We have engaged a live in carer, the other alternative might be a package of care visits which include a longer evening session in order to keep her company. To get advice you can request a needs assessment from social services( you can ask for this directly or via your mums GP), they will help you about what type of care options you have, based on the info they gather about your mum and her situation. They do this and only after wards they will look at how it will be paid for. This might give you some ideas that you have not thought of and also what works for others in the same situation.
  13. betsie

    betsie Registered User

    Jun 11, 2012
    Thanks for all your responses. I have been in contact with the local Alzheimers org and they are sending someone to assess her next week. Depending on availability, I'm hoping to get someone in for 1-2 hrs each evening to help stop her getting distressed during her sun downing.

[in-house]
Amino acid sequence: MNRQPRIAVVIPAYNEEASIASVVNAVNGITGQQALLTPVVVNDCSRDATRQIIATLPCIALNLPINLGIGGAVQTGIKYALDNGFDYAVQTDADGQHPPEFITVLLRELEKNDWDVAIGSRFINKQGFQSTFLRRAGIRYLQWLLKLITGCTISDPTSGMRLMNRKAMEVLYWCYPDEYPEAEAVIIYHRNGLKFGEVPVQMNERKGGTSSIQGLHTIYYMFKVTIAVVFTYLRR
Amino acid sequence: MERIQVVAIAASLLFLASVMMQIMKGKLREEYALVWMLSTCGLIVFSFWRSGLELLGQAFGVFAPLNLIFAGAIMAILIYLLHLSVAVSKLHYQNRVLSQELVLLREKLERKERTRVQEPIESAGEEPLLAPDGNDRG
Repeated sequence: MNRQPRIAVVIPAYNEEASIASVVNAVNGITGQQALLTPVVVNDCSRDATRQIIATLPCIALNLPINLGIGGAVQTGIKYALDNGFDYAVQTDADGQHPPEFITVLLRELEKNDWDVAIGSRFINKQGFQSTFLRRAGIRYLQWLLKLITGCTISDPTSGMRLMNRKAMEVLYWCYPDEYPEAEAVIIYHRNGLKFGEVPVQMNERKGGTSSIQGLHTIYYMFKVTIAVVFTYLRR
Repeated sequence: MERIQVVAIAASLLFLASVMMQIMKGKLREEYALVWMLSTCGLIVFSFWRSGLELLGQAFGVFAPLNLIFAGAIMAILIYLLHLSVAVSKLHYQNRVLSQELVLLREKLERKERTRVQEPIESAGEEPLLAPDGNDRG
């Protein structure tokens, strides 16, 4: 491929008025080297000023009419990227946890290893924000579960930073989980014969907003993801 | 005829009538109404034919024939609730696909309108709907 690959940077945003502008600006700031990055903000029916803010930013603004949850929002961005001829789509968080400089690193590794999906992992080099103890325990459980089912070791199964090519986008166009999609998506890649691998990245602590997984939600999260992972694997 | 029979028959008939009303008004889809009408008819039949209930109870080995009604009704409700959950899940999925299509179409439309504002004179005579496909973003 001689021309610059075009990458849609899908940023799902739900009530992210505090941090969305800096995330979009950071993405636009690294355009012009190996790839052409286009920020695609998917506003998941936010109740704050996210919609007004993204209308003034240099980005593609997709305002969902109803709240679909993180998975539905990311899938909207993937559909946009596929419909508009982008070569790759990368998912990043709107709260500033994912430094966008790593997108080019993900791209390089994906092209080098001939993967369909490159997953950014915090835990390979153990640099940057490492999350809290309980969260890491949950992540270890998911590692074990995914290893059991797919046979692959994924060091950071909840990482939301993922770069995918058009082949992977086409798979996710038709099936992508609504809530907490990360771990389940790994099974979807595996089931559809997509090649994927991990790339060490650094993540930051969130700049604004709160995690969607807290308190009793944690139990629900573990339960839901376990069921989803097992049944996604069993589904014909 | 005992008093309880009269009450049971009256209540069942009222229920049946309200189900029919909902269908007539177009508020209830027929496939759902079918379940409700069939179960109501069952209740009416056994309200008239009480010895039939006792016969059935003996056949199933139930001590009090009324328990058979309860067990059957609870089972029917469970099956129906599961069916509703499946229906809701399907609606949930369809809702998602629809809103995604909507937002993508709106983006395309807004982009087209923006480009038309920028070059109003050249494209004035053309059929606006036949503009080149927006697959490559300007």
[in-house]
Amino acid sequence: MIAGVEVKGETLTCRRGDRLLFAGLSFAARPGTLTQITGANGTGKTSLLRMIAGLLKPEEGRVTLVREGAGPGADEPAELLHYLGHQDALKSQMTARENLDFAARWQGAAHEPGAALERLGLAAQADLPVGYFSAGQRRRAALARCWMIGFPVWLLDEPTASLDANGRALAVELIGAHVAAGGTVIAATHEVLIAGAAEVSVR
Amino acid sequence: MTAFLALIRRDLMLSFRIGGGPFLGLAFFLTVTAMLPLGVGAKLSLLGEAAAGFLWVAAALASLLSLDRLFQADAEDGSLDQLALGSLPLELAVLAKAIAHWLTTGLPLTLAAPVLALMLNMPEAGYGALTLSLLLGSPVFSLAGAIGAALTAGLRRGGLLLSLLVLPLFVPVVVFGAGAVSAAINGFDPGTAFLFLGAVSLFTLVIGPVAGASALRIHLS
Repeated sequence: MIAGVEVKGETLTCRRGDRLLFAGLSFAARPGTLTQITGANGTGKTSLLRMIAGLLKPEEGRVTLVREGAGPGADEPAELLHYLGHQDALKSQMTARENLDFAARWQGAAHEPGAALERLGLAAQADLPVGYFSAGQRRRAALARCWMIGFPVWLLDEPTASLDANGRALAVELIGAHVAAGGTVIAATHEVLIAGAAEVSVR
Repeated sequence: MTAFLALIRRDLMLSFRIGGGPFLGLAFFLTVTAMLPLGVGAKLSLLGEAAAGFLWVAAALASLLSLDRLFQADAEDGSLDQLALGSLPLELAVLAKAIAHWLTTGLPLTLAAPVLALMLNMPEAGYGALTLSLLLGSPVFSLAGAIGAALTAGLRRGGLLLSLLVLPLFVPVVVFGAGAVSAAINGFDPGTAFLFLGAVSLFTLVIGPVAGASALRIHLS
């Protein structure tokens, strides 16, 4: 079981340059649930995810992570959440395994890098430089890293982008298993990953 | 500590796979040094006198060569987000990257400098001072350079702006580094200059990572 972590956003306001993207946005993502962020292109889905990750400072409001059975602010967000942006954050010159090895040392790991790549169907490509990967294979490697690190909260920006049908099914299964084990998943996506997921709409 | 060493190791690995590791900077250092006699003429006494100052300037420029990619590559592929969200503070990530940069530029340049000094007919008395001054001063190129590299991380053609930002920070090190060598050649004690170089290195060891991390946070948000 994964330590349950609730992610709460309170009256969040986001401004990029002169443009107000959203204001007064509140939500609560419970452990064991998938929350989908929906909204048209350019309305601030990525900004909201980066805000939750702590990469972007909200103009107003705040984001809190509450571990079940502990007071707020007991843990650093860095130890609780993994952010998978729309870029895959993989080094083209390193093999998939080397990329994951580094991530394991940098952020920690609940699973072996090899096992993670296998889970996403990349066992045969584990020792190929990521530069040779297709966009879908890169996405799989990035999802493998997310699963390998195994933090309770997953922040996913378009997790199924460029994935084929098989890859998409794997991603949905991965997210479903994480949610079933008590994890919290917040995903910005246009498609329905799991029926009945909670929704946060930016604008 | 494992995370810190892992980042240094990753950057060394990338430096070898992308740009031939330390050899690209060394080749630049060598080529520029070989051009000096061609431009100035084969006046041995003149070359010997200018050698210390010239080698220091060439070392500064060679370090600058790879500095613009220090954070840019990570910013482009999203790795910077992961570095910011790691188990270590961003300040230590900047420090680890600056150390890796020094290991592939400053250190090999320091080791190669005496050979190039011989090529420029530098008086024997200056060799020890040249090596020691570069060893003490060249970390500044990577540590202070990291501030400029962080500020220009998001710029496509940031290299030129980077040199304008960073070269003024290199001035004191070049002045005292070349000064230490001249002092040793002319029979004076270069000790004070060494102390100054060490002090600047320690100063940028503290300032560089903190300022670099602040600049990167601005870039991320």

I'm not sure what mum will say as she thinks she is totally fine and doesn't need help.

    She had her friend visit today so all was good apart from putting fairy liquid in the washing machine instead of comfort.
    Only had 3 phone calls tonight, one involving the heating. Trying to instruct her to do anything over the phone is unbelievably frustrating, I did have to laugh though as I'd put a note over the heating thermostat saying "do not touch, it turns off itself" she must have read that out to me about 10 times.

    We are going to start looking at homes after Xmas to find one or two we like so when the time comes we are prepared.
  14. candymad

    candymad Registered User